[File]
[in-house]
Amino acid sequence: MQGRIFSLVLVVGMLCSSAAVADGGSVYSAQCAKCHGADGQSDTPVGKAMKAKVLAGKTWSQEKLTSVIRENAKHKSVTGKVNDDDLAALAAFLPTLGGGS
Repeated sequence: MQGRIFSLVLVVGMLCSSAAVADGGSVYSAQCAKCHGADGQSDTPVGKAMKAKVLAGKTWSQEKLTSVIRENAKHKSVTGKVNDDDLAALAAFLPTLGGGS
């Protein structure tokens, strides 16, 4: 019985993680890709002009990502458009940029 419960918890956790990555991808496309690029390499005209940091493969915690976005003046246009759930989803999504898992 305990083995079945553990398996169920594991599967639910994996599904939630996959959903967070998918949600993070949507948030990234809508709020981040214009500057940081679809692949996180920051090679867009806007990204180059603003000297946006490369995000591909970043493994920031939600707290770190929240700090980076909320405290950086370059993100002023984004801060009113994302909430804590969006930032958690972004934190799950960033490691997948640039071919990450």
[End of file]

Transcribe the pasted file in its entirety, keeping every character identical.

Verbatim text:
[in-house]
Amino acid sequence: MQGRIFSLVLVVGMLCSSAAVADGGSVYSAQCAKCHGADGQSDTPVGKAMKAKVLAGKTWSQEKLTSVIRENAKHKSVTGKVNDDDLAALAAFLPTLGGGS
Repeated sequence: MQGRIFSLVLVVGMLCSSAAVADGGSVYSAQCAKCHGADGQSDTPVGKAMKAKVLAGKTWSQEKLTSVIRENAKHKSVTGKVNDDDLAALAAFLPTLGGGS
């Protein structure tokens, strides 16, 4: 019985993680890709002009990502458009940029 419960918890956790990555991808496309690029390499005209940091493969915690976005003046246009759930989803999504898992 305990083995079945553990398996169920594991599967639910994996599904939630996959959903967070998918949600993070949507948030990234809508709020981040214009500057940081679809692949996180920051090679867009806007990204180059603003000297946006490369995000591909970043493994920031939600707290770190929240700090980076909320405290950086370059993100002023984004801060009113994302909430804590969006930032958690972004934190799950960033490691997948640039071919990450």